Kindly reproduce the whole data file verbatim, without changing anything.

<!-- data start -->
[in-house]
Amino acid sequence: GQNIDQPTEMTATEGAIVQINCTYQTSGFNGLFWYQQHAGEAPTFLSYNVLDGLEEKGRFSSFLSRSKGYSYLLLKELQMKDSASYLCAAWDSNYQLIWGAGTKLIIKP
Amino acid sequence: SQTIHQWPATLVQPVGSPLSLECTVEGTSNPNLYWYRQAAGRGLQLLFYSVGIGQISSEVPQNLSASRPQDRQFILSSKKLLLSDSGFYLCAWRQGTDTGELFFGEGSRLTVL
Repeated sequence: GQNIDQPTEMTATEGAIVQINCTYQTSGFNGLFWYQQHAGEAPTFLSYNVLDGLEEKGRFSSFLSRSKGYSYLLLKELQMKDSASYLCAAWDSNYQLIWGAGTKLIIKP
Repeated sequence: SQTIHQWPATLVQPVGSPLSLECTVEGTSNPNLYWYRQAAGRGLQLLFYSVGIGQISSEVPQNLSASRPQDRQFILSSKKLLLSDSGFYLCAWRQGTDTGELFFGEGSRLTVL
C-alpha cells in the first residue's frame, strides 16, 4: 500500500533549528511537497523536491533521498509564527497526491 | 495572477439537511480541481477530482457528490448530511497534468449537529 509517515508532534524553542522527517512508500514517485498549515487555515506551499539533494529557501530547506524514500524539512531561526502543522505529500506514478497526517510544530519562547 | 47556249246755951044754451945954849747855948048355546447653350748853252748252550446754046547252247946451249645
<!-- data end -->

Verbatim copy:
[in-house]
Amino acid sequence: GQNIDQPTEMTATEGAIVQINCTYQTSGFNGLFWYQQHAGEAPTFLSYNVLDGLEEKGRFSSFLSRSKGYSYLLLKELQMKDSASYLCAAWDSNYQLIWGAGTKLIIKP
Amino acid sequence: SQTIHQWPATLVQPVGSPLSLECTVEGTSNPNLYWYRQAAGRGLQLLFYSVGIGQISSEVPQNLSASRPQDRQFILSSKKLLLSDSGFYLCAWRQGTDTGELFFGEGSRLTVL
Repeated sequence: GQNIDQPTEMTATEGAIVQINCTYQTSGFNGLFWYQQHAGEAPTFLSYNVLDGLEEKGRFSSFLSRSKGYSYLLLKELQMKDSASYLCAAWDSNYQLIWGAGTKLIIKP
Repeated sequence: SQTIHQWPATLVQPVGSPLSLECTVEGTSNPNLYWYRQAAGRGLQLLFYSVGIGQISSEVPQNLSASRPQDRQFILSSKKLLLSDSGFYLCAWRQGTDTGELFFGEGSRLTVL
C-alpha cells in the first residue's frame, strides 16, 4: 500500500533549528511537497523536491533521498509564527497526491 | 495572477439537511480541481477530482457528490448530511497534468449537529 509517515508532534524553542522527517512508500514517485498549515487555515506551499539533494529557501530547506524514500524539512531561526502543522505529500506514478497526517510544530519562547 | 47556249246755951044754451945954849747855948048355546447653350748853252748252550446754046547252247946451249645